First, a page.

Final Approval of Ground-breaking EU AI Act

On May 21, 2024, a monumental stride in the realm of artificial intelligence regulation was achieved with the Council of the European Union’s final approval of the EU Artificial Intelligence Act (AI Act). This ambitious regulation spans over 420 pages and seeks to establish a “global standard for AI regulation,” promoting a framework rooted in trust, transparency, and accountability. The EU’s pioneering act is sector-agnostic and holds extra-territorial implications, aiming to regulate the use and development of general-purpose AI models as well as high-risk and low-risk AI systems, while outright prohibiting certain AI systems. The enactment of this comprehensive law articulates the EU’s commitment to fostering the adoption of safe and trustworthy AI technologies, although implementing its provisions might present substantial challenges for stakeholders.

Extra-territorial Scope Encompassing Various Participants in the AI Value Chain

The AI Act’s broad definition of “AI systems” mirrors the principles set forth by the Organization for Economic Cooperation and Development (OECD) for Trustworthy AI, particularly focusing on “general-purpose AI models” which include the increasingly utilized large language or foundation models. Notably, the Act’s jurisdiction extends globally to any entity marketing these AI systems in the EU, or deploying them within the bloc, regardless of the entity’s geographical location. This signifies a notable expansion in regulatory oversight, affecting an extensive range of stakeholders within the AI value/supply chain including product manufacturers, importers, and distributors. However, specific exemptions apply, such as AI systems solely employed for military purposes or exclusively designed for scientific research.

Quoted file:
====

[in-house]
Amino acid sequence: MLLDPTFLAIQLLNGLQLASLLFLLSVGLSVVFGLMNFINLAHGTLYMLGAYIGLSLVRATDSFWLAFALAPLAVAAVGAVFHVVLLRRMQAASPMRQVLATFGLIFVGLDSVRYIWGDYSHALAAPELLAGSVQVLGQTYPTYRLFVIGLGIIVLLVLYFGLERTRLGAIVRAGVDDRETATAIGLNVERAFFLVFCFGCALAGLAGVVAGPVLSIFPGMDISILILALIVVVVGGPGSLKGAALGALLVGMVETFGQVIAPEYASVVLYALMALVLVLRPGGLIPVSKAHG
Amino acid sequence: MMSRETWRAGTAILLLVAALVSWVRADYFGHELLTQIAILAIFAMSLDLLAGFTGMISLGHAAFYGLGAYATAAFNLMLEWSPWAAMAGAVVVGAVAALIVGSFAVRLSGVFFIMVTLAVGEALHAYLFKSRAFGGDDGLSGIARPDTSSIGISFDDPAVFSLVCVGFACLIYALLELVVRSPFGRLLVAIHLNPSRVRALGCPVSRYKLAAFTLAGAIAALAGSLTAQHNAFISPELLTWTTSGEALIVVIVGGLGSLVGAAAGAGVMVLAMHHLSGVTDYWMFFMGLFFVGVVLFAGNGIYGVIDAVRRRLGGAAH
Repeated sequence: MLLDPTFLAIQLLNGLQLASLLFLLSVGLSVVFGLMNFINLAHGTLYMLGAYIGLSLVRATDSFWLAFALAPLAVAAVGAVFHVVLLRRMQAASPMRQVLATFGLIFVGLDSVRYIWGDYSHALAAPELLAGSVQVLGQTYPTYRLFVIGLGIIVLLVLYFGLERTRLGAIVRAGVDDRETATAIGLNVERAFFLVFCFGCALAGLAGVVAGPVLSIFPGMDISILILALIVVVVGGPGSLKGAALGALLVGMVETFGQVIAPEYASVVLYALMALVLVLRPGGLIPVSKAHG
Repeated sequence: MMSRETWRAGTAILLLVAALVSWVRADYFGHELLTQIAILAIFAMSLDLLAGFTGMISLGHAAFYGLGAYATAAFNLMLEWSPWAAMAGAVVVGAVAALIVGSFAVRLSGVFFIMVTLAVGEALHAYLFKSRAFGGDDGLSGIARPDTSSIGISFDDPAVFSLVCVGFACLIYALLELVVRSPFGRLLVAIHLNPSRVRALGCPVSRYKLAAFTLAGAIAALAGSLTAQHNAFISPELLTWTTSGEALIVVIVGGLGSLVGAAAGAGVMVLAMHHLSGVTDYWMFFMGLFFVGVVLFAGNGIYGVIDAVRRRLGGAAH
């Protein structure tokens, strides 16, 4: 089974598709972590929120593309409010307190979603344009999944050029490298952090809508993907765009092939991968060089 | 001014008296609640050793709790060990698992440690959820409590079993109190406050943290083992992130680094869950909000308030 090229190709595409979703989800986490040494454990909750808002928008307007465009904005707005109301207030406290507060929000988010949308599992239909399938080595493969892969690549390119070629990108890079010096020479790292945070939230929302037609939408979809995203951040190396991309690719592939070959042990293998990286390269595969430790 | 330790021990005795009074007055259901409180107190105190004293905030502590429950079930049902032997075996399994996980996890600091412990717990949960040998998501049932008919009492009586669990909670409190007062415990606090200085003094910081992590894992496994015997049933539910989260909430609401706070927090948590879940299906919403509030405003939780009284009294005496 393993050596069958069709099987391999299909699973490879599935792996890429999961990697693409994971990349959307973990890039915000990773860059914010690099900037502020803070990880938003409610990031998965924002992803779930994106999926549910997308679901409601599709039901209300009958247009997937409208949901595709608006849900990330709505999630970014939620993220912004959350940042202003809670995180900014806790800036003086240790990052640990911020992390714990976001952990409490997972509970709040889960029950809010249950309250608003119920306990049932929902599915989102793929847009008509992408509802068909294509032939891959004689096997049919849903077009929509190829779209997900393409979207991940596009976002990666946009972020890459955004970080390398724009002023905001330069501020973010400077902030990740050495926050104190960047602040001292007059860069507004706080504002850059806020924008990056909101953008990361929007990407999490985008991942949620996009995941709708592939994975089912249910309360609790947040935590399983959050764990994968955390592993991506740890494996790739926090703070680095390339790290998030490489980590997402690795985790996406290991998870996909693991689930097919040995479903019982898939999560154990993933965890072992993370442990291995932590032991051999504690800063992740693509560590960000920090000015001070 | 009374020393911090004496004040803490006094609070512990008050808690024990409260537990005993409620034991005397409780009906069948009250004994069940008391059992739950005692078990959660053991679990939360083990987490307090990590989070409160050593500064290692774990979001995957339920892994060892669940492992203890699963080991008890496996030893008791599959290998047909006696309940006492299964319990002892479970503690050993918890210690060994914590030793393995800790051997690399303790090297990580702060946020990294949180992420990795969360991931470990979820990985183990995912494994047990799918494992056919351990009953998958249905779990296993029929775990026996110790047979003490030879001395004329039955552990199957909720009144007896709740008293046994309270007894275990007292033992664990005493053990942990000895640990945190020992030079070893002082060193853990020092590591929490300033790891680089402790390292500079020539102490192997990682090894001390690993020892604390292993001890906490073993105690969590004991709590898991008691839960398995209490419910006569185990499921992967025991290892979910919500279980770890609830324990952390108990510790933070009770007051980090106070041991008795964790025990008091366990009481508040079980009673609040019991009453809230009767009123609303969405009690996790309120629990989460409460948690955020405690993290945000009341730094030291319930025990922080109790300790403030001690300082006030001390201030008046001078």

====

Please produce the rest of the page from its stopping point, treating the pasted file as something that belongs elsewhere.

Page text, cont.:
Varied Obligations Based on AI System Risk Levels

Employing a risk-based approach, the AI Act delineates obligations for AI systems according to identified risk levels:

  • Unacceptable risk: This category bans AI practices deemed harmful or contrary to EU values, such as those threatening human dignity, freedom, and other fundamental rights.
  • High-risk AI systems: Such systems necessitate robust data governance, risk management, and safety protocols, including mandatory registration in a public database. High-risk categories span across various applications, with certain narrow exemptions existing.
  • Limited risk AI systems: Systems interacting with humans or involving emotion recognition, among others, must adhere to transparency obligations, providing users with pertinent information.
  • Minimal risk: For AI systems posing minimal risk, no mandatory requirements are imposed, but adherence to voluntary codes of conduct is encouraged.

In addition, all providers of general-purpose AI models are subject to new obligations, with specific, stricter requirements imposed on models identified as having systemic risk. These encompass performing evaluations, mitigating potential risks, reporting incidents, and ensuring cybersecurity.

New Regulatory Bodies and Enforcement Mechanisms

To facilitate the implementation and oversight of the AI Act, the European Commission has established a new AI Office, responsible for evaluating general-purpose AI models and supporting national authorities in market surveillance. Moreover, the creation of the European Artificial Intelligence Board, comprising representatives from EU member states, will offer advisory support.

The AI Act’s phased introduction will commence approximately in December 2024 for prohibitions against certain AI systems, with broader applicatory provisions rolling out progressively until mid-2026. This landmark regulation may redefine the landscape of AI development and use within the EU and beyond, setting a precedent for global AI governance. However, as the EU navigates the complexities of this groundbreaking legislation, stakeholders are poised at the threshold of a new era in AI regulation, balancing innovation with ethical and legal considerations.

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